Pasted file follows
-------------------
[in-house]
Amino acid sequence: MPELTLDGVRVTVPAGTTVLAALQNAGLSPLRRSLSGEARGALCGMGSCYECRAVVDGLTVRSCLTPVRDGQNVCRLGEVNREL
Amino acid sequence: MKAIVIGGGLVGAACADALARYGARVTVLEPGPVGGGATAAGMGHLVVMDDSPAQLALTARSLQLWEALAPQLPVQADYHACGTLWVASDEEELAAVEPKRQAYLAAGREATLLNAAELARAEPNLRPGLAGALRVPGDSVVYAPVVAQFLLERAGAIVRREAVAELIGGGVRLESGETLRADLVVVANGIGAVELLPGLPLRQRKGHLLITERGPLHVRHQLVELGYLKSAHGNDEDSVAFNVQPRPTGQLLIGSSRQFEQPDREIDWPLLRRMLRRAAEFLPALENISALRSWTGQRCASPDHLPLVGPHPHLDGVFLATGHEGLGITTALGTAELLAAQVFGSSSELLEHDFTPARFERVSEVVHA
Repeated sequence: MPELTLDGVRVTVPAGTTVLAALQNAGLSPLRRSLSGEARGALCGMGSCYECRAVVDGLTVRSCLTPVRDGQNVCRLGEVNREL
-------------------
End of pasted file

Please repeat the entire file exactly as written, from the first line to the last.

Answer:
[in-house]
Amino acid sequence: MPELTLDGVRVTVPAGTTVLAALQNAGLSPLRRSLSGEARGALCGMGSCYECRAVVDGLTVRSCLTPVRDGQNVCRLGEVNREL
Amino acid sequence: MKAIVIGGGLVGAACADALARYGARVTVLEPGPVGGGATAAGMGHLVVMDDSPAQLALTARSLQLWEALAPQLPVQADYHACGTLWVASDEEELAAVEPKRQAYLAAGREATLLNAAELARAEPNLRPGLAGALRVPGDSVVYAPVVAQFLLERAGAIVRREAVAELIGGGVRLESGETLRADLVVVANGIGAVELLPGLPLRQRKGHLLITERGPLHVRHQLVELGYLKSAHGNDEDSVAFNVQPRPTGQLLIGSSRQFEQPDREIDWPLLRRMLRRAAEFLPALENISALRSWTGQRCASPDHLPLVGPHPHLDGVFLATGHEGLGITTALGTAELLAAQVFGSSSELLEHDFTPARFERVSEVVHA
Repeated sequence: MPELTLDGVRVTVPAGTTVLAALQNAGLSPLRRSLSGEARGALCGMGSCYECRAVVDGLTVRSCLTPVRDGQNVCRLGEVNREL